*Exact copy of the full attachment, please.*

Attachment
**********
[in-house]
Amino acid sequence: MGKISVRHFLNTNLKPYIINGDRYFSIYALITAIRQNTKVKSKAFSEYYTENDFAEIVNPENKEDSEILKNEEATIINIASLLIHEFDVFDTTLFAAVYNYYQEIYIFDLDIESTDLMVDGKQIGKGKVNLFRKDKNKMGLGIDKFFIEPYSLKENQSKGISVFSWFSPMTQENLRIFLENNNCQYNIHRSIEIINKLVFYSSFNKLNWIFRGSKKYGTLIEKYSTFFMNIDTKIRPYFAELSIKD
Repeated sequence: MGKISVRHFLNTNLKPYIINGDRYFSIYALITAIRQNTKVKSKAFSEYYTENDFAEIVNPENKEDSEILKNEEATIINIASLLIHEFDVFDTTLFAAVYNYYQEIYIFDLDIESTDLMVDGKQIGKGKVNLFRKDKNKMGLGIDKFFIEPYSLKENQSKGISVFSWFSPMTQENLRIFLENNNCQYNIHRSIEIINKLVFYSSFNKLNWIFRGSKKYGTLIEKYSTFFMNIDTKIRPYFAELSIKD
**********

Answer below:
[in-house]
Amino acid sequence: MGKISVRHFLNTNLKPYIINGDRYFSIYALITAIRQNTKVKSKAFSEYYTENDFAEIVNPENKEDSEILKNEEATIINIASLLIHEFDVFDTTLFAAVYNYYQEIYIFDLDIESTDLMVDGKQIGKGKVNLFRKDKNKMGLGIDKFFIEPYSLKENQSKGISVFSWFSPMTQENLRIFLENNNCQYNIHRSIEIINKLVFYSSFNKLNWIFRGSKKYGTLIEKYSTFFMNIDTKIRPYFAELSIKD
Repeated sequence: MGKISVRHFLNTNLKPYIINGDRYFSIYALITAIRQNTKVKSKAFSEYYTENDFAEIVNPENKEDSEILKNEEATIINIASLLIHEFDVFDTTLFAAVYNYYQEIYIFDLDIESTDLMVDGKQIGKGKVNLFRKDKNKMGLGIDKFFIEPYSLKENQSKGISVFSWFSPMTQENLRIFLENNNCQYNIHRSIEIINKLVFYSSFNKLNWIFRGSKKYGTLIEKYSTFFMNIDTKIRPYFAELSIKD